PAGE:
NEW YORK (TheStreet) -- Those involved in the nuclear industry haven't had much to cheer about since the 2011 Fukushima disaster. However, spot uranium, used as a nuclear fuel, is quietly up a whopping 31% since May.
With an increasing number of investors concerned with the outlooks for crude oil and gold, an asset allocation swap into a uranium market with more bullish fundamentals could further fuel spot prices and create a much-needed lift for the miners of the material.
Despite the recent rally in uranium spot prices, there is disconnect between the price of uranium and its miners. Fear of another disaster like Fukushima derailed this group for several years but excitement is building around supply and demand and that should attract investors.
Uranerz Energy (URZ) , higher by 13.18% and Energy Fuels (UUUU) , up 10.78%, have been bright spots in the space, helped by locking in much higher prices ($57.50 per pound) for their assets long-term. Other names like Uranium Resources (URRE) are down a whopping 35.75%, Denison Mines (DNN) is down 16.53%, while Uranium Energy (UEC) and Cameco (CCJ) are off 13.86% and 11.25% respectively.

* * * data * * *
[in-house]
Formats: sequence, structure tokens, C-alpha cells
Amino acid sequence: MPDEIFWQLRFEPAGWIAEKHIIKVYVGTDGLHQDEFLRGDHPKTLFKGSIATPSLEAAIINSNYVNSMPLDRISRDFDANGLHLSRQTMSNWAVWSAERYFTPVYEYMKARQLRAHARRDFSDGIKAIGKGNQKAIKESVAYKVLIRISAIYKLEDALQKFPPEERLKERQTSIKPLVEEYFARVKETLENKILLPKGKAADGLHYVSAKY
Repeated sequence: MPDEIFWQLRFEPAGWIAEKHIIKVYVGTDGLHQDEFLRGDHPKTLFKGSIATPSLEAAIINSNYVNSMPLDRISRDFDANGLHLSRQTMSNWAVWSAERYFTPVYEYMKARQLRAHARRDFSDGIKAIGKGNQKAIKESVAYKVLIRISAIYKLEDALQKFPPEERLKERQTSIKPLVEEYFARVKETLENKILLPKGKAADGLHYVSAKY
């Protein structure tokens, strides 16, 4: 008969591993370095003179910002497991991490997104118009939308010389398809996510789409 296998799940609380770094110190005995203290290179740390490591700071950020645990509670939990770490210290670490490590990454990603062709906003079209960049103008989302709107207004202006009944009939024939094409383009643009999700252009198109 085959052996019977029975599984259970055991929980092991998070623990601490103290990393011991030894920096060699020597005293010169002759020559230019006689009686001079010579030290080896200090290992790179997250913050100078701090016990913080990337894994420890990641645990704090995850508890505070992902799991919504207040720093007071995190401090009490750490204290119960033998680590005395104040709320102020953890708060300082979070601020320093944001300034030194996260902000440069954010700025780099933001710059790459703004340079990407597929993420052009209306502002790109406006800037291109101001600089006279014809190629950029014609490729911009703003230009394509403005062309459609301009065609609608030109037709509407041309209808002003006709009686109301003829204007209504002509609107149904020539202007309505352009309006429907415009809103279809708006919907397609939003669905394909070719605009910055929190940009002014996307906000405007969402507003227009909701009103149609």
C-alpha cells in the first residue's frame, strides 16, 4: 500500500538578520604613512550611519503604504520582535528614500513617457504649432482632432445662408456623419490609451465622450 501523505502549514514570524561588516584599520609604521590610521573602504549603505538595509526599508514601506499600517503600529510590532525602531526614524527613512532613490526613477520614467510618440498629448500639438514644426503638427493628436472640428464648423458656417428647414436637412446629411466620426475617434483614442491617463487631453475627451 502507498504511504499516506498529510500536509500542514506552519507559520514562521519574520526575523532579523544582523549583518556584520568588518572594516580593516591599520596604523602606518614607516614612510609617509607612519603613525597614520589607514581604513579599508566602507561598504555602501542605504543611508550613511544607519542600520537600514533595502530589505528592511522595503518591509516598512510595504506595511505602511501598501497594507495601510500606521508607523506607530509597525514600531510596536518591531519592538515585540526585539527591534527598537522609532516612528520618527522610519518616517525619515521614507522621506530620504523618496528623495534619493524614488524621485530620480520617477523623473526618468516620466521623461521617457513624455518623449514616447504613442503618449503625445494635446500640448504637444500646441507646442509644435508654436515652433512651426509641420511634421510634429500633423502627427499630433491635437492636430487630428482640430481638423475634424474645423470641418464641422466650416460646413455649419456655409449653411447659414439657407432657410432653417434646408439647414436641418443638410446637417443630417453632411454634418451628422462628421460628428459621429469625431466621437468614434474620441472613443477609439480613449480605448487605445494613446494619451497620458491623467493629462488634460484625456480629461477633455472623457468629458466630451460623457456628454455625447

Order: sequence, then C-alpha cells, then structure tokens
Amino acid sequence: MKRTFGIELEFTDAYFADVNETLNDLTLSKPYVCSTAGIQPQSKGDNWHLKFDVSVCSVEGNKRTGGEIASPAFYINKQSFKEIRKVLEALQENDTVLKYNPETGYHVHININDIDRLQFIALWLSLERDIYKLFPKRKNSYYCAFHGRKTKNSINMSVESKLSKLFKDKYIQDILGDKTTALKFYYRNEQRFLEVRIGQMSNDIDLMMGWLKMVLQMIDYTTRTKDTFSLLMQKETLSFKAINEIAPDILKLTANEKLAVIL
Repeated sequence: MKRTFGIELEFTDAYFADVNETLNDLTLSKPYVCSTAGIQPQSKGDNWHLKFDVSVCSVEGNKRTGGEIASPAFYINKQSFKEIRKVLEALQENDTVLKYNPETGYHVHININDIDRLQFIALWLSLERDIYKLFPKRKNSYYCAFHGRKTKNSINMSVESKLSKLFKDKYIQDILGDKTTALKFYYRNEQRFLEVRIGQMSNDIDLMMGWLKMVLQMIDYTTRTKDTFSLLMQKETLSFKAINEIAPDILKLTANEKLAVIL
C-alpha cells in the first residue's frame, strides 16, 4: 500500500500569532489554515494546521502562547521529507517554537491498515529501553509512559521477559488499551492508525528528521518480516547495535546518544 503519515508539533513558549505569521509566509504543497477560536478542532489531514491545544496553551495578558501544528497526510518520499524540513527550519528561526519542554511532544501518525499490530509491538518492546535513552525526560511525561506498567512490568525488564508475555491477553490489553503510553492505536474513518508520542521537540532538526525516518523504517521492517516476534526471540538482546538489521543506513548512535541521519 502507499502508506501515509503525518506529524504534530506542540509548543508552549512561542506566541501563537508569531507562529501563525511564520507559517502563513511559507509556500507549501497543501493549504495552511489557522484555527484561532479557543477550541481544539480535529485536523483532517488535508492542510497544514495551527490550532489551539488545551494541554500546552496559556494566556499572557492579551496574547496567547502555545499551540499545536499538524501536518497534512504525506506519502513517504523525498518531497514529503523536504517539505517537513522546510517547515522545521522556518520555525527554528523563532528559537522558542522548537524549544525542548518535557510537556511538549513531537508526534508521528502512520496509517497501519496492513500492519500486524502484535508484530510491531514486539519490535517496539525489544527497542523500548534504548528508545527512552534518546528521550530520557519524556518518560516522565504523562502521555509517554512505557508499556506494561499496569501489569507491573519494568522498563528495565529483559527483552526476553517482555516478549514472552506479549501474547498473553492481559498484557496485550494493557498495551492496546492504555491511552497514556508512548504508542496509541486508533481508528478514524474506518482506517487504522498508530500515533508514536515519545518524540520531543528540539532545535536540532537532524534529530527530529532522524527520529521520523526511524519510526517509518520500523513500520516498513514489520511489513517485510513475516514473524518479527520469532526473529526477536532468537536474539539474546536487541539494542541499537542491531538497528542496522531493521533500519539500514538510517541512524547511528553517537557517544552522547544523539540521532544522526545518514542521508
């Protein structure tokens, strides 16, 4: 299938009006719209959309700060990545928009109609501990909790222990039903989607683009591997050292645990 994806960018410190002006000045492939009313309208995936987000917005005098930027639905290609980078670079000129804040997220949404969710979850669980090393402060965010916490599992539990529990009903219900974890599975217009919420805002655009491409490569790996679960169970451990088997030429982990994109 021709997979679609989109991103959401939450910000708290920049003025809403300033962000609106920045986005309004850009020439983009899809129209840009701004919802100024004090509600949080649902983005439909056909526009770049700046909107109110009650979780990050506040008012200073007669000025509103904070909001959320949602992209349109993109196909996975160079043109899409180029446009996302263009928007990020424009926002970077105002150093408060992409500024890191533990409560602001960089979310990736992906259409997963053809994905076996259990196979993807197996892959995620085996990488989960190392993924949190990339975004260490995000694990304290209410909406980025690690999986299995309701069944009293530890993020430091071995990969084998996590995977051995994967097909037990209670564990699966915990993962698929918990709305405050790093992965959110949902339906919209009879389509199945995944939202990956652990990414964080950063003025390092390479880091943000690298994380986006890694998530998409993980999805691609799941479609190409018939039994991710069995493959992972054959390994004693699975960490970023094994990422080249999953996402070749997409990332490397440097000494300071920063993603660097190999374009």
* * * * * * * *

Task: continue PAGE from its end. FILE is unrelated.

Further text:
The price for uranium looks to finally have bottomed at $28 per pound, still far off the mid $70s the material was fetching prior to Fukushima. Strength in spot uranium, which should help the Global X Uranium ETF (URA) , seems very credible driven by a growing population, rising electricity demand, higher demand for clean energy, new manufacturing facilities and louder calls to use nuclear power to fight climate change.
New reactors under construction in Europe, the Middle East and Asia are setting up a longer-term supply-demand imbalance of around 10 million pounds to a number far greater within 10 years. That's likely why speculators are getting into the nuclear fuels space and driving uranium prices higher.
Mining valuations don't yet reflect this. That should soon change since this is a market with a much clearer supply/demand outlook than many other commodities, including oil and gold.
Additionally, near-term geopolitical risks, like sanctions against Russia for the conflict with Ukraine, continue to add market speculation about new supply constraints that support upside for uranium prices.
Here at home, the U.S. has been unofficially giving its blessing to the uranium market. Within the past three years the Nuclear Regulatory Commission (NRC) gave Southern Company (SO) the green light to build two new nuclear reactors at its existing Vogtle Plant in Waynesboro, Ga. This design was based off Westinghouse's advanced 1,154 megawatt AP1000 reactor design and was the first approval for a new U.S. reactor in 33 years.
Operations of the new Vogtle units No. 3 and No. 4 are expected in 2017 and 2018 respectively, but clearly investors are coming around to the quiet developments now influencing the long-term bull case for uranium.